Citrinin causes different toxic effects, like nephrotoxic (Kidney -related toxicity), hepatotoxic (liver-related toxicity) and cytotoxic (toxic to living cells) effects. Citrinin induced micronuclei ( small nucleus of cells when compared to normal ones), aneuploidy (presence of an abnormal number of chromosomes in cells) and chromosomal aberrations ( a chromosome anomaly, abnormality, aberration, or mutation is a missing, extra, or irregular portion of chromosomal DNA).

Citrinin is mainly found in stored grains, but sometimes also in fruits and other plant products. Citrinin often occurs together with other mycotoxins like ochratoxin A or aflatoxin B1, because they are produced by the same fungi species ( I myself have first reported citrinin and ochratoxin A in coconut products). The combination which is observed most often is citrinin with ochratoxin A and this is also the most studied combination.

Citrinin has been associated with yellow rice disease in Japan. It has also been implicated as a contributor to porcine nephropathy ( kidney disease in pigs). Citrinin acts as a nephrotoxin in all animal species tested, but its acute toxicity varies in different species. The 50% lethal dose for ducks is 57 mg/kg; for chickens it is 95 mg/kg; and for rabbits it is 134 mg/kg. Citrinin can act synergistically with ochratoxin A to depress RNA synthesis in murine (mice) kidneys .

Wheat, oats, rye, corn, barley, and rice have all been reported to contain citrinin. With immunoassays, citrinin was detected in certain vegetarian foods colored with Monascuspigments . Citrinin has also been found in naturally fermented sausages from Italy . I have reported this toxin in coconut products too.


These are are a group of mycotoxins produced by some Aspergillus and Penicillium species. Ochratoxin A was discovered as a metabolite of Aspergillus ochraceus in 1965 during a large screen of fungal metabolites that was designed specifically to identify new mycotoxins.

Ochratoxin A is recognized as a potent nephrotoxin (kidney-related toxicity). Members of the ochratoxin family have been found as metabolites of many different species of Aspergillus, including Aspergillus alliaceus, Aspergillus auricomus, Aspergillus carbonarius, Aspergillus glaucus, Aspergillus melleus, and Aspergillus niger. Because Aspergillus niger is used widely in the production of enzymes and citric acid for human consumption, it is important to ensure that industrial strains are nonproducers of this toxin.

As with other mycotoxins, the substrate on which the molds grow as well as the moisture level, temperature, and presence of competitive microflora interact to influence the level of toxin produced. Ochratoxin A has been found in barley, oats, rye, wheat, coffee beans, and other plant products, with barley having a particularly high likelihood of contamination. There is also concern that ochratoxin may be present in certain wines, especially those from grapes contaminated with Aspergillus carbonarius . Again, I have reported this toxin in copra for the first time. It was produced by a Penicillium species in the product.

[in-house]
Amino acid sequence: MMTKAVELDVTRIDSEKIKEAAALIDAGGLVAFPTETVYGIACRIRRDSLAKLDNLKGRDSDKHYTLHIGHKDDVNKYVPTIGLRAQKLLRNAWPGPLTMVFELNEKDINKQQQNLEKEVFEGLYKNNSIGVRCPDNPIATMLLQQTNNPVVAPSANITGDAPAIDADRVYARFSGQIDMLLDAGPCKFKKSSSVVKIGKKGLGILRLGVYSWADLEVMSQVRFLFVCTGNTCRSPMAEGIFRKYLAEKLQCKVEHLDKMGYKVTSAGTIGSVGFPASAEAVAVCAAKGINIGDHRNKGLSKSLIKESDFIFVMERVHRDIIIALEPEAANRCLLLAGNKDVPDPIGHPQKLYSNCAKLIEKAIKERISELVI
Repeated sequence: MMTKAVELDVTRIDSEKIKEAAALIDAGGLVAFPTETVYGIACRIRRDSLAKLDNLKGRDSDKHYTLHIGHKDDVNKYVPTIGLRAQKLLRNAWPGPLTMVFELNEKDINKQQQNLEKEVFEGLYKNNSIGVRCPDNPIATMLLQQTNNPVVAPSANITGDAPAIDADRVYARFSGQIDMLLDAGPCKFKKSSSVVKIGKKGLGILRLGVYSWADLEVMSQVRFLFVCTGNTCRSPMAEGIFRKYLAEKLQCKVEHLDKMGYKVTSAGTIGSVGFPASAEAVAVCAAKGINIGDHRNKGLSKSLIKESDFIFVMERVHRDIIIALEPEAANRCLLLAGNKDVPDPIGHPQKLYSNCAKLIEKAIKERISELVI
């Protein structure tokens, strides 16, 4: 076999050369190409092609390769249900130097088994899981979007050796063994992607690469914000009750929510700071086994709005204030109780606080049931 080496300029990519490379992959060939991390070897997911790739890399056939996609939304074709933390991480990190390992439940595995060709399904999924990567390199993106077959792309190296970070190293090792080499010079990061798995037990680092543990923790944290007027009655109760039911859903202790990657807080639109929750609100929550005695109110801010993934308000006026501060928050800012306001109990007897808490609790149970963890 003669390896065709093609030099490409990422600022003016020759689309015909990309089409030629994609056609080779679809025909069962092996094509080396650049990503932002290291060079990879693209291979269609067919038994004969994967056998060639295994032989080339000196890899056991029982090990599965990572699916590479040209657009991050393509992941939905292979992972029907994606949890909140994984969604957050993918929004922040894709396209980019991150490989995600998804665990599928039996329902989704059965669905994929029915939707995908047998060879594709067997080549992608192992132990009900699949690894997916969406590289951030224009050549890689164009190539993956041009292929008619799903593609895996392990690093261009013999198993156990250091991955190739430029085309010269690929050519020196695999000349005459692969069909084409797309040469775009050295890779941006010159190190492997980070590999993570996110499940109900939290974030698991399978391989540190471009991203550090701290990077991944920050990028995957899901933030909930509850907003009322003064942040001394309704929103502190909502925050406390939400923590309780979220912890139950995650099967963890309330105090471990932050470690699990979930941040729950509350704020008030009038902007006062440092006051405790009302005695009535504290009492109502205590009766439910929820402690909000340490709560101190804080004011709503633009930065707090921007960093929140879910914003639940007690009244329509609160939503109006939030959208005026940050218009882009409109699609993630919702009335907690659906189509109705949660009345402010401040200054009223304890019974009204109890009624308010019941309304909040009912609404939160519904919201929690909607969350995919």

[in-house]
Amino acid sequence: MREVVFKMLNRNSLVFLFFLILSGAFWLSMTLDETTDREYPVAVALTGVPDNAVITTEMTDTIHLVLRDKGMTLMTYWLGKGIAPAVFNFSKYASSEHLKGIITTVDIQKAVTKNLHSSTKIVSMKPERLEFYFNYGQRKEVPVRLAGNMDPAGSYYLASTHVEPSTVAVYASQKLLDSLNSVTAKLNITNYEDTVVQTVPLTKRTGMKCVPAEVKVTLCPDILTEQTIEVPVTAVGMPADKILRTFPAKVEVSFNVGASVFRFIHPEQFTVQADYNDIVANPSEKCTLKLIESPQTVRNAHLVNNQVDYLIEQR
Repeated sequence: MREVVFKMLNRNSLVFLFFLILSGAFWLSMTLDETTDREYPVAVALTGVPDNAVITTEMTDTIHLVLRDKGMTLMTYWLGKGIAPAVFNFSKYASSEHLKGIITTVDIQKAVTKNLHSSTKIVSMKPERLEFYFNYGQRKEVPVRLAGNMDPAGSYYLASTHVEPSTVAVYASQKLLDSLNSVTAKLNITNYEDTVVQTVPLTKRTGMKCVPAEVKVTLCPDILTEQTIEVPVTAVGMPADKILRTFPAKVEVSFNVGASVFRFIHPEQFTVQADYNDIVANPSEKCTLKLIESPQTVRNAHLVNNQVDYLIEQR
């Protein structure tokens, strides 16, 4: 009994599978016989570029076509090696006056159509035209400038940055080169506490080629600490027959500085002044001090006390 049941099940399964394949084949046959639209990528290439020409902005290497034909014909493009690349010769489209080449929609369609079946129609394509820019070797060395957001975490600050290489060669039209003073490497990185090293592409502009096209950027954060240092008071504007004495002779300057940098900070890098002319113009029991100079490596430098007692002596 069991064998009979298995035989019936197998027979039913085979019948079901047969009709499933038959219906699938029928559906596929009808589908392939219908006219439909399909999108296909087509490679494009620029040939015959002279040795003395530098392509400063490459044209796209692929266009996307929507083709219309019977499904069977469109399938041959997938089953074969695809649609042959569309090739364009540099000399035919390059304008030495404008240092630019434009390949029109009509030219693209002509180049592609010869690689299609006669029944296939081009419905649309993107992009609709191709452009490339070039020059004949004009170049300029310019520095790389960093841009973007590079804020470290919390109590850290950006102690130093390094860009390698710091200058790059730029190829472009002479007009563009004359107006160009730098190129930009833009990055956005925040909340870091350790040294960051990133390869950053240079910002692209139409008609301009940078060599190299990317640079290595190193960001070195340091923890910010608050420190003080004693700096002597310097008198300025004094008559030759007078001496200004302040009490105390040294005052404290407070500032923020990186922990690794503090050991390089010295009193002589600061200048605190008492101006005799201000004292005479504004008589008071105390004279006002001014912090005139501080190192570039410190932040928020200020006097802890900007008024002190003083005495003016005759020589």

The kidney is the primary target organ of this toxin. Ochratoxin A is a nephrotoxin to all animal species studied to date and is most likely toxic to humans as well, who have the longest half-life for its elimination of any of the species examined. In addition to being a nephrotoxin, animal studies indicate that ochratoxin A is a liver toxin, an immune suppressant, a potent teratogen (an agent or factor which causes malformation of an embryo), and a carcinogen ( cancer-causing).

Ochratoxin has been detected in blood and other animal tissues and in milk, including human milk . It is frequently found in pork intended for human consumption.

There has been speculation that ochratoxins are involved in a human disease called endemic Balkan nephropathy . This condition is a progressive chronic nephritis that occurs in populations who live in areas bordering the Danube River in parts of Romania, Bulgaria, and the former Yugoslavia. In one Bulgarian study, ochratoxin contamination of food and the presence of ochratoxin in human serum were more common in families with endemic Balkan nephropathy and urinary tract tumors than in unaffected families. In addition to ochratoxin poisoning, this curious disease has been attributed to genetic factors, heavy metals, and possible occult infectious agents.